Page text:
When you are ready to go and purchase a home, there are plenty of decisions that you will need to make. It is likely the largest asset you will ever own, and probably the most expensive thing you will ever purchase. Traditionally homeowners will finance their home with a 30-year mortgage, but you may have been hearing advertisements and buzz lately about how low a 15-year mortgage rate can be (the average is around 3 percent right now) compared with a 30-year loan (average around 4.5 percent).
While 30 years is generally the standard, there are no hard and fast rules that say you must get a loan for that long, and there are definite financial advantages to getting a shorter-term loan of 15 years.
Advantages of 15 Years
Perhaps the main reason someone might consider getting a loan for 15 years is that you can pay off the mortgage faster. If you are worried about saddling yourself with that big a debt for a long period of time, a 15-year mortgage cuts that commitment in half.
Another benefit is the potentially huge interest savings over the life of the loan. If you get a $250,000 loan at today’s interest rate of 4.5 percent, you will pay over $206,000 in interest during that time period, almost doubling the actual cost of your home. With a 15-year loan at today’s rates, you will pay only about $63,000 in interest—a savings of $145,000.
With a shorter loan, you will pay more toward the principal balance up front, which allows you to build equity in the home faster. Equity is the difference between your home’s total value and what you owe, which represents your profits if you sell the house.
Since a mortgage loan is likely to be your largest single expense every month, paying it off more quickly can also help you free up your finances so you can cut back on work hours, travel more, and enjoy the freedom of not paying on a mortgage.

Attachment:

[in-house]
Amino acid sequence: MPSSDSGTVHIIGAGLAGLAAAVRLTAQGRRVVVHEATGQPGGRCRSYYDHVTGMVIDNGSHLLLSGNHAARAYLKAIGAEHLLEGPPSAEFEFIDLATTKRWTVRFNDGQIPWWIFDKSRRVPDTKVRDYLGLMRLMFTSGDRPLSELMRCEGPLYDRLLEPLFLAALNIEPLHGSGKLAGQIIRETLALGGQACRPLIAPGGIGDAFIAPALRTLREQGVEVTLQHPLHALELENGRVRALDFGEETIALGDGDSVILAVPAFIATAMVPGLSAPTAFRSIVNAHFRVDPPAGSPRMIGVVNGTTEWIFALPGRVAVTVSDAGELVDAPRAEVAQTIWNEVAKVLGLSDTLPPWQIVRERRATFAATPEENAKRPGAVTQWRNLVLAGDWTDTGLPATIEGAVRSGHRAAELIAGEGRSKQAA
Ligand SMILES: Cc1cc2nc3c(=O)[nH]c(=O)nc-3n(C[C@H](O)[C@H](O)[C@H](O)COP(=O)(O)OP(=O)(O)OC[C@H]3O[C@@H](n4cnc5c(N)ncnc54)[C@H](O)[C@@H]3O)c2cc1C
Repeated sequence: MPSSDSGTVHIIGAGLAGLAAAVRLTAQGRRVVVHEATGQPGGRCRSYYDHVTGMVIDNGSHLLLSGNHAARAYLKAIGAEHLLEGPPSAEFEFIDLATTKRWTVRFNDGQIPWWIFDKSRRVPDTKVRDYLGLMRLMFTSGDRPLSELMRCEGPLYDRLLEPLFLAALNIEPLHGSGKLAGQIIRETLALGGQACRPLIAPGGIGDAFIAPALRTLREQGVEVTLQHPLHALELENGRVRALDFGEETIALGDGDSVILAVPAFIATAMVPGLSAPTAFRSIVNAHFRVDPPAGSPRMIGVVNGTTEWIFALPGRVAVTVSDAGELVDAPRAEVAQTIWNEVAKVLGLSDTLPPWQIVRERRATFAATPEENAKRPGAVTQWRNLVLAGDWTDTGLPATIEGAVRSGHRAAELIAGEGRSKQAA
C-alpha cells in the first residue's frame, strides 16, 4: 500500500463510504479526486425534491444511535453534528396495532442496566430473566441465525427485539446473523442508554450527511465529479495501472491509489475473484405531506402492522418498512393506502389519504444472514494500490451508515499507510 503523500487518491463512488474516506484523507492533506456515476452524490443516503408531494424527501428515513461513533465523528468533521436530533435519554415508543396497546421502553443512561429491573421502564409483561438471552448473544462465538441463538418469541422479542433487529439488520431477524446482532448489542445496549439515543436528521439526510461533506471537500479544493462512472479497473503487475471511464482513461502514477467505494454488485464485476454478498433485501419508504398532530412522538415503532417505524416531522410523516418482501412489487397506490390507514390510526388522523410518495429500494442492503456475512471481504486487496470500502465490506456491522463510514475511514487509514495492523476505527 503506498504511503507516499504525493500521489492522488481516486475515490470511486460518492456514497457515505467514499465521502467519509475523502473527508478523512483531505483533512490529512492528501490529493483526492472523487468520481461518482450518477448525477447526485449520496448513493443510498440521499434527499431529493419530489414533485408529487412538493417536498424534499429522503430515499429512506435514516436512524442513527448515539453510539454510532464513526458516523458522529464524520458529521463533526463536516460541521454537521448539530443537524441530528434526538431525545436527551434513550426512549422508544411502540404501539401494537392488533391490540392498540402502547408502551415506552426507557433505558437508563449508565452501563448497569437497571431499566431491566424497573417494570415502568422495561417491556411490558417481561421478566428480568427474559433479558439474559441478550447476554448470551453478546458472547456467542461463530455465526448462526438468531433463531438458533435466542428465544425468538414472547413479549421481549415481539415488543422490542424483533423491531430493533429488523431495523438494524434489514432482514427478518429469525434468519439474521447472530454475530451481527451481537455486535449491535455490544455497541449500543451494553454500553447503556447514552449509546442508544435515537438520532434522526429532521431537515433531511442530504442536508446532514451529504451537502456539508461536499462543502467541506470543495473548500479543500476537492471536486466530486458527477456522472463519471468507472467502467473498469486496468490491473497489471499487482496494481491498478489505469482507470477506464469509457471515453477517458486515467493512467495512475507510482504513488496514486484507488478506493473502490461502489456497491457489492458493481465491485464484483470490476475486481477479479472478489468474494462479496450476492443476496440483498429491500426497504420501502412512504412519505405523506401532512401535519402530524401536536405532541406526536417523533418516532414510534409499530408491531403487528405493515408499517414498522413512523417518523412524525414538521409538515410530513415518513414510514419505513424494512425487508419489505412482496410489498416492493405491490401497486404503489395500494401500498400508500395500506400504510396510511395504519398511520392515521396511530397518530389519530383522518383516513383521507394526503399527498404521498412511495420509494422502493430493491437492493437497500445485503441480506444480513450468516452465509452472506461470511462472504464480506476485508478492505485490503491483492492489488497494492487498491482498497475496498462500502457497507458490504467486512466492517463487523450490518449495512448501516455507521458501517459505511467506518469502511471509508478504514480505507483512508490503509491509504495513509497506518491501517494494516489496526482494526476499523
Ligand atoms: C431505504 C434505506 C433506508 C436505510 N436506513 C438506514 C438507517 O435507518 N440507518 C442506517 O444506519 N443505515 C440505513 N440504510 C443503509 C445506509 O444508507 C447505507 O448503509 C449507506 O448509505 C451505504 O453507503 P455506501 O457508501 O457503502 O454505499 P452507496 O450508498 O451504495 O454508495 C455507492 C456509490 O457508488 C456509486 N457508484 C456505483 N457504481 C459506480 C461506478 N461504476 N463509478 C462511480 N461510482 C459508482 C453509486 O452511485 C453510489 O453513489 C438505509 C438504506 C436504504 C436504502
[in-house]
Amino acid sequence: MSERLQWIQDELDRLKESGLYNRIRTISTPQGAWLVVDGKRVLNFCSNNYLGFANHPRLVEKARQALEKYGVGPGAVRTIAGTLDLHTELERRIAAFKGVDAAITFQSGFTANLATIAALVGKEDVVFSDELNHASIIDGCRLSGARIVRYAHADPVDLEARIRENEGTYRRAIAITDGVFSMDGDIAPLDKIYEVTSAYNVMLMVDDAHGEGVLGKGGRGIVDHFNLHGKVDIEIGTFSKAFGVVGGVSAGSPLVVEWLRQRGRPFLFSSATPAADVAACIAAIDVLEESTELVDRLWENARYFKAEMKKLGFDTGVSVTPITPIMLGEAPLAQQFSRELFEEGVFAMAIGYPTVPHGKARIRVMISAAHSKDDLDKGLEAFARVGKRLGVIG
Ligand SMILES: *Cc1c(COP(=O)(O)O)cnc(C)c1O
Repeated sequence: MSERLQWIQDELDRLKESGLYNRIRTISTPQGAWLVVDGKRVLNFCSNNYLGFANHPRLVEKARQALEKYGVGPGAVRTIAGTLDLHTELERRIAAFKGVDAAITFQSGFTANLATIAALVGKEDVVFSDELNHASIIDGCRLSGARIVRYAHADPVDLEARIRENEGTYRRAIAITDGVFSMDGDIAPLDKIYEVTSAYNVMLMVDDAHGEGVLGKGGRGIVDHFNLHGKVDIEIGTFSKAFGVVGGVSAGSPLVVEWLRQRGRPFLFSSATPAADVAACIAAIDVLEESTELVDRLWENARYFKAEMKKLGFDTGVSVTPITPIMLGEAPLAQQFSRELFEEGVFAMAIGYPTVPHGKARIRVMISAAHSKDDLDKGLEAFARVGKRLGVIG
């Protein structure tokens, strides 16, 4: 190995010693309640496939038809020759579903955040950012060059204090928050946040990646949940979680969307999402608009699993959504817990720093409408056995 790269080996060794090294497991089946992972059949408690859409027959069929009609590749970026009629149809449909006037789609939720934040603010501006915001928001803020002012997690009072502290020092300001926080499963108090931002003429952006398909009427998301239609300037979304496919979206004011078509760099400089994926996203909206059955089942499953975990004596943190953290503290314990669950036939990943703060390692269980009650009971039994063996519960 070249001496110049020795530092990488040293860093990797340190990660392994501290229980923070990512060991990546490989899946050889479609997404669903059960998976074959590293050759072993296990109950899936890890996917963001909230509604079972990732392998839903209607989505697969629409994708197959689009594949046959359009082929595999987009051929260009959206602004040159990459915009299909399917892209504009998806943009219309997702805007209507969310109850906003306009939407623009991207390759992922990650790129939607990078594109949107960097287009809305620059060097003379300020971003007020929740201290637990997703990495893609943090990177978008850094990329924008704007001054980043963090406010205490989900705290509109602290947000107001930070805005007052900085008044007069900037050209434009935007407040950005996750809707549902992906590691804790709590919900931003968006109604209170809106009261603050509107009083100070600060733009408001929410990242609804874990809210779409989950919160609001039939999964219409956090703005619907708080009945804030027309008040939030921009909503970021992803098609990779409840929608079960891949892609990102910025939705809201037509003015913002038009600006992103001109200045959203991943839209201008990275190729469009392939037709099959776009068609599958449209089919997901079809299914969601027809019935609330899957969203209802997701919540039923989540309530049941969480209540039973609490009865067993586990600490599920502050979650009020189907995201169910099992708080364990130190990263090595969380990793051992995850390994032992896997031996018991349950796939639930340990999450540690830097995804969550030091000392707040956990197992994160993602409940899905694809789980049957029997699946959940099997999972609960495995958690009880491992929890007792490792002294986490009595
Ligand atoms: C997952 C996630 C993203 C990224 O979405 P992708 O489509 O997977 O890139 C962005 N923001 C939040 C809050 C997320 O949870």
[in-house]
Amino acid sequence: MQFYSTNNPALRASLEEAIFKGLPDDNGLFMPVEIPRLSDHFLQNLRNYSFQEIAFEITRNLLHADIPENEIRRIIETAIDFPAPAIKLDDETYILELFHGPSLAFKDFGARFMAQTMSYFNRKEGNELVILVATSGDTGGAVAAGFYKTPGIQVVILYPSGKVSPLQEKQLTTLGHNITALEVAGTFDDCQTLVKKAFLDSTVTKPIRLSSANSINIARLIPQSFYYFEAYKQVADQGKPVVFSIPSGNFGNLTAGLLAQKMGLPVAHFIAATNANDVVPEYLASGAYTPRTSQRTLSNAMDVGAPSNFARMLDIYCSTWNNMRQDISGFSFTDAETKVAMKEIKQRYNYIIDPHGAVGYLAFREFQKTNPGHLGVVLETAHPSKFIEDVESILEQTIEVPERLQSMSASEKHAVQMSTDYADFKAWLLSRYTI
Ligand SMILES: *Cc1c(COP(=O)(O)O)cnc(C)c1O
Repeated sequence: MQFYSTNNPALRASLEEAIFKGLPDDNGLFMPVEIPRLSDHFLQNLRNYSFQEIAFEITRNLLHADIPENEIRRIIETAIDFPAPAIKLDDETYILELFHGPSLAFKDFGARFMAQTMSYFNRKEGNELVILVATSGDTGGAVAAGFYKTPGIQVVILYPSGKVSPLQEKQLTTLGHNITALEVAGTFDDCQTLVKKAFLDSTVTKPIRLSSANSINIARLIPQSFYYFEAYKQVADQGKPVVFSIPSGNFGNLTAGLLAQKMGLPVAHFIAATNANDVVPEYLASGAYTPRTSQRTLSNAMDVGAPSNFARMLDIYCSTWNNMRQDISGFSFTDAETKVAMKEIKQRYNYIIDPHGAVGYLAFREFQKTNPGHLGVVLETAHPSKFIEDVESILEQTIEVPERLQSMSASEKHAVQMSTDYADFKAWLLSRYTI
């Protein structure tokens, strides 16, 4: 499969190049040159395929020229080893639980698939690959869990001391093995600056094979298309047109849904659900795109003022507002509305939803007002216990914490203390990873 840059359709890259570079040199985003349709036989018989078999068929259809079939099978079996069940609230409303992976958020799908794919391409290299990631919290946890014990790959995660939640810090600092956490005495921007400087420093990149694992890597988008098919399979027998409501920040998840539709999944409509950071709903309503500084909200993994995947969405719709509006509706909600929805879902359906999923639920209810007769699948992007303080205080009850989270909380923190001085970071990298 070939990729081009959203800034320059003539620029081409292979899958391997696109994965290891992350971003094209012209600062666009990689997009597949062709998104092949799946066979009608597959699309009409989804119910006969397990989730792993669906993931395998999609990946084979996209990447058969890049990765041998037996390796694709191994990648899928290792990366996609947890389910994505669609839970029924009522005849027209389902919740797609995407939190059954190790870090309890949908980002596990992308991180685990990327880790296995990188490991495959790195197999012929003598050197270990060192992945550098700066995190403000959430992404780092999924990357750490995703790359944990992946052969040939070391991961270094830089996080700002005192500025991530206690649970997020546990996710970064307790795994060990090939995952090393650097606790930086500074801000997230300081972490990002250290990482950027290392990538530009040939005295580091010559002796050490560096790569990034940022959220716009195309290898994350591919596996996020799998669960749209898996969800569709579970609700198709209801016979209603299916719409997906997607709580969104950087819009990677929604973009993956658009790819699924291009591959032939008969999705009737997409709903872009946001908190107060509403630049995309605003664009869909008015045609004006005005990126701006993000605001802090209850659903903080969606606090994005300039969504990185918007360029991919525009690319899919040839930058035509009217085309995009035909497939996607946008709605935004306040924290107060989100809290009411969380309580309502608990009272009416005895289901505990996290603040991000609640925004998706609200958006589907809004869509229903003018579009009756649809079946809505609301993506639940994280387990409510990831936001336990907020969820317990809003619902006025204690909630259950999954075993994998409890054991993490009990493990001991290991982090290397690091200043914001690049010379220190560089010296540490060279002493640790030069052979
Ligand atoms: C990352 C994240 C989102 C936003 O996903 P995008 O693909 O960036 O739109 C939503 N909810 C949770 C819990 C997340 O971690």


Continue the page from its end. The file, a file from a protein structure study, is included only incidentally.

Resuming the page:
Advantages of 30 Years
A shorter loan is not for everyone, and there are advantages to getting the more traditional 30-year mortgage loan. First and foremost, financing over a longer period of time means your total monthly payments will be lower. If you will have trouble affording the payments for a 15-year loan, a 30-year loan can allow you to get the home you want.
There is also an opportunity cost associated with the shorter loan—that money you are paying toward a house payment now could be used to bolster your personal savings, reduce your revolving credit card debt, make home improvements, or put into a retirement account.
The great thing about a 30-year loan is that there is often no penalty for early payment, so you can get approved for the lower payment now, then when you have extra money you can pay that toward your principal balance, thus achieving the benefits of paying off your loan sooner and paying less interest, but without saddling yourself with a high 15-year payment.
No loan is right for everyone, so you should review your personal financial situation and your goals before you decide on which loan to go with, then make the decision that is best for you.